How To Not Quit, Not Be Bored, And Find Success In Everything
I originally answered this as to a quora question. I absolutely love quora because of the breadth of information can be found there, especially subjective answers to things not otherwise found on Wikipedia. I do love Wikipedia as well – though I think of them as complementary rather than competition.
The original question was:
It might have to do with boredom – as you get a surface level understanding of things, the marginal utility you get out of learning new things gets smaller.
You know, say, a few techniques of drawing and therefore can draw something from scratch. You’ve done it already, so there seems to be no motivation for you to continue to dig deeper. You may also be looking for intellectual stimulation that pays off right away.
I would prefer to not think about “failure” at all, because no matter what you do, failure is just bringing you one step closer to where you want to be, with different results.
When you’ve failed, you’ve still accomplished something, just not what you wanted to. Another way to think about “failure” is perhaps that you don’t know everything and the more you learn – different techniques, different moves, different mental model – the better off you’ll be.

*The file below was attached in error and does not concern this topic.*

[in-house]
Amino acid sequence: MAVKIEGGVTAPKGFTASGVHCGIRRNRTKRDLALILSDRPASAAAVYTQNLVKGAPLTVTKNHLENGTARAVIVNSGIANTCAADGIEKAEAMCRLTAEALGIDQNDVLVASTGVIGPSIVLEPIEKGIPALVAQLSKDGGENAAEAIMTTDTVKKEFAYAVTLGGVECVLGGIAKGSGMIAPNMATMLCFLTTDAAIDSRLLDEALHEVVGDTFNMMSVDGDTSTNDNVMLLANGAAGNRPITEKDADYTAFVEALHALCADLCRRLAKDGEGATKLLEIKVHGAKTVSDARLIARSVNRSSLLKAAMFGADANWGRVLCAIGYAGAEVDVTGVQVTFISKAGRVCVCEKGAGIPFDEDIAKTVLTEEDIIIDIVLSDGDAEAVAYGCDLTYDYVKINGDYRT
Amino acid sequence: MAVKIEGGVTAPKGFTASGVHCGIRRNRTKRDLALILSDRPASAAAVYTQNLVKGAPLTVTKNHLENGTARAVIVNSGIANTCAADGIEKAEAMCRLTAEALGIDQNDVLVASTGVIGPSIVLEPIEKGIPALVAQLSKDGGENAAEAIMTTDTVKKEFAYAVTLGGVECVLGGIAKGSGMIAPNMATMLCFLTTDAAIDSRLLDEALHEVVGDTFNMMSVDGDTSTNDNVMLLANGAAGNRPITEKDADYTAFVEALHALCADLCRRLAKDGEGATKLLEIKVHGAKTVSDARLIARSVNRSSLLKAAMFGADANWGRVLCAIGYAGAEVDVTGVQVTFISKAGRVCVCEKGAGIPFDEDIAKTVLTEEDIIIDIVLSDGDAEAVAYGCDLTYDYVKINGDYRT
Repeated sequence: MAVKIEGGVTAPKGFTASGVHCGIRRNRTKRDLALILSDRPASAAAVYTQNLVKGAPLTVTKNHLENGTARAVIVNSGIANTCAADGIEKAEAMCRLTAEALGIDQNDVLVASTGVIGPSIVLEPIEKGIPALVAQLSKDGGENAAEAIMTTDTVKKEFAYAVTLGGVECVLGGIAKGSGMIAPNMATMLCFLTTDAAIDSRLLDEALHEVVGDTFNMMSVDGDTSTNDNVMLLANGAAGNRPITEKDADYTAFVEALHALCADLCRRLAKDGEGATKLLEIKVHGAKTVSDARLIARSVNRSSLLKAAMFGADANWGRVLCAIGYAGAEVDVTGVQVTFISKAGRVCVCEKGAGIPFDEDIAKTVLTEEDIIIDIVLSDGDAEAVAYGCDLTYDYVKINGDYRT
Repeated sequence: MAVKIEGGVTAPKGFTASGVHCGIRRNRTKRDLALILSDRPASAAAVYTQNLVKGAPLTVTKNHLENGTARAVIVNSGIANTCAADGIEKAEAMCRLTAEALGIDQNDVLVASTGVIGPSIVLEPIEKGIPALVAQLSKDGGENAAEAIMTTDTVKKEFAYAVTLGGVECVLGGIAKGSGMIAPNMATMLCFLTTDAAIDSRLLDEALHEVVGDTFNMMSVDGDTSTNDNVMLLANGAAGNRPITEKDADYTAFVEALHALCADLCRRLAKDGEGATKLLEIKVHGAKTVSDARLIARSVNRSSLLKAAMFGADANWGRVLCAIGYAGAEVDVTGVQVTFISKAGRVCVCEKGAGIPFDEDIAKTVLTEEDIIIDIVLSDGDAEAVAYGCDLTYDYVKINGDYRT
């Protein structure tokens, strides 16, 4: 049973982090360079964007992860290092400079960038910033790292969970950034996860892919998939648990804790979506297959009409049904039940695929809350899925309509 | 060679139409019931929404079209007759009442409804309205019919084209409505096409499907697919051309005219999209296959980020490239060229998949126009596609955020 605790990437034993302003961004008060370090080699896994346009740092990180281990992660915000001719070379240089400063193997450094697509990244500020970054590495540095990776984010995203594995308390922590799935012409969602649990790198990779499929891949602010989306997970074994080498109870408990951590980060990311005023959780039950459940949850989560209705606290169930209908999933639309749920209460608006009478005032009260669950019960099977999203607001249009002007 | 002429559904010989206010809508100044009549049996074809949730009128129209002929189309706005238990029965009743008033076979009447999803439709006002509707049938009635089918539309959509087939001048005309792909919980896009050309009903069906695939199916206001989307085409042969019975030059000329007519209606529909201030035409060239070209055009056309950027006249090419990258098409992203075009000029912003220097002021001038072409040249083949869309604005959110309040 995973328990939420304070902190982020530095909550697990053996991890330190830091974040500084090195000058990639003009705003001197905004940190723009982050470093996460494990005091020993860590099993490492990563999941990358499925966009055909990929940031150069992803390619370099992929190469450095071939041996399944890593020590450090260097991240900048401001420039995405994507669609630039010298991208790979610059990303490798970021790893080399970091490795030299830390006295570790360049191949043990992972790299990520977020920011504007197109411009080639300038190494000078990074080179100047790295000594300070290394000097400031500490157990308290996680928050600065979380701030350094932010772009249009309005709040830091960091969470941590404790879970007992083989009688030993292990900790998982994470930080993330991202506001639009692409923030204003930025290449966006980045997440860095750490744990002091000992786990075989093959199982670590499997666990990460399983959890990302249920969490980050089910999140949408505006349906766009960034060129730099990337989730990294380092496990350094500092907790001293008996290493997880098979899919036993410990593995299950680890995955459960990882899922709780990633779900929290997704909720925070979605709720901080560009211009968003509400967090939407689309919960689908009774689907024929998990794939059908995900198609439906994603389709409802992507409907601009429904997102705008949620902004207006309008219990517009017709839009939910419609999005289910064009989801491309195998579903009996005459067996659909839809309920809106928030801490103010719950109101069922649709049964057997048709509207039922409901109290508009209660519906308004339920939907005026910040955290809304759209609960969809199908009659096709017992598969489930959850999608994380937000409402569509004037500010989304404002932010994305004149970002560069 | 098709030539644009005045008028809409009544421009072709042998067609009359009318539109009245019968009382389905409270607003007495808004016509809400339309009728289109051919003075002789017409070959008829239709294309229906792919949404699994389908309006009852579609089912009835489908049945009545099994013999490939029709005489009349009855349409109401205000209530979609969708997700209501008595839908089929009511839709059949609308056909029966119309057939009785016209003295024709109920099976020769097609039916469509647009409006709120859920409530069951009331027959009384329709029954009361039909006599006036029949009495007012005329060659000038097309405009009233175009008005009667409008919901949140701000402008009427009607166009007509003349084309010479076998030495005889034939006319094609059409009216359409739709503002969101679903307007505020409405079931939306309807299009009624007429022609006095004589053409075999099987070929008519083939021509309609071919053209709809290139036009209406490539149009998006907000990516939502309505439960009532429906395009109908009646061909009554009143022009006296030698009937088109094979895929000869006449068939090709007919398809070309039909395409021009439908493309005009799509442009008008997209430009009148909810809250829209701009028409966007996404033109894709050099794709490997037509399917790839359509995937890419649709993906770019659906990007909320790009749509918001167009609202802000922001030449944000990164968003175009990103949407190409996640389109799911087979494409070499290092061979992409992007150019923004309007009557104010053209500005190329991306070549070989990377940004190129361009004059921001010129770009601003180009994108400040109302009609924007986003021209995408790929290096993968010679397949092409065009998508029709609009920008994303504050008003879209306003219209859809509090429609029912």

If it helps, the way evolution works is also through *failure*. In the sense that it makes small errors in replicating DNA and manages to create new life.
Your failures may help you create new and interesting discoveries which you wouldn’t otherwise. It’s just part of the process!
This answer, of course, is based on a surface level understanding of what you’re trying to ask.
If it is the case that you get bored easily and/or are looking for instantaneous intellectual stimulation. Perhaps setting short term and long term goals and deadlines might help.
For Chess, I use the Chess.com app and try to solve 1 puzzle daily. It’s not much, but it gets me 1 game closer.
I used the same technique to run a marathon 5 years ago and continue to run to this day. A little at a time, (3–5k a day, then 1k more every 2 weeks) and I had a sense (at least partially) what my end goal was.
Hope this helps.